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Basic G-E Standards

Q&A for creating Google Maps! PacificNG from it's inception has wanted to create a unique means of exploring the Narrow Gauge ROWs. Here is where we can all help out.
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Basic G-E Standards

Postby CraigH » Mon Dec 14, 2009 11:30 am

Intro:
This is the start of a Thread to post hints and tips for Mapping in G-E. Feel free to add pointers.


Mapping:
1) What roads are of interest to you? It can help us put you in touch with other guys and resources. Get in touch with us in the Mapping section on the Forum.

Getting started:
The best way to get us off our collective buts on "How Too's" is to post questions. There are some basics we take for granted that need asking about.

Obviously the first is to download Google Earth. It has the basic Linework tools for the ROW.

A very cool tool is Google Sketch-Up if you want to learn about building 3/D structures. I'd save that for later on another Thread.


Now,

In G-E (Google Earth) one can import images (Overlays). JPEGS work best. This is handy for scanned or downloaded maps of the ROW. You WILL have to fudge with scaling, placement, and fit. Here's the critical bit, keep in mind that I have a precision mapping background (and built in bias):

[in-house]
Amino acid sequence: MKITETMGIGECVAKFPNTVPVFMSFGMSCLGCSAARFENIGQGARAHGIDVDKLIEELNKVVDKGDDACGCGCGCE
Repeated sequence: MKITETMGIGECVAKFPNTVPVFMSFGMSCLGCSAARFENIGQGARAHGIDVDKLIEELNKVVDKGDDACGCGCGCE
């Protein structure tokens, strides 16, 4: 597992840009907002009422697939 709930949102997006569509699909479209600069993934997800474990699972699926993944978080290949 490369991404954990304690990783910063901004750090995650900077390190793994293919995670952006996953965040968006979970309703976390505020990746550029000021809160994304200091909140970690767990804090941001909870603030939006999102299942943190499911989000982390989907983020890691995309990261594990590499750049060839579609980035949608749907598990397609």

Maps are created in 2/D. The G-E model is actually a 3/D projection on a theoretical globe (it's all tied into a theoretical Earth Model used by the GPS mapping community...we won't go into it, highly complex mapping standards).

2/D maps will never fit perfectly in G-E. Get it as close as you can and make your linework match what is visible on the ground in G-E. Use landforms, visible berms, buildings designed to fit where the ROW appears to go. Older dominating City streets are frequently reminant ROW. Major streets in subdivisions may be old ROW...they represent pregraded roadway (think ease/cost for the contractor). Watch vegitation and shadows in the vegitation in wooded areas. Shorter trees can be a giveaway!
Clock_and_slider.jpg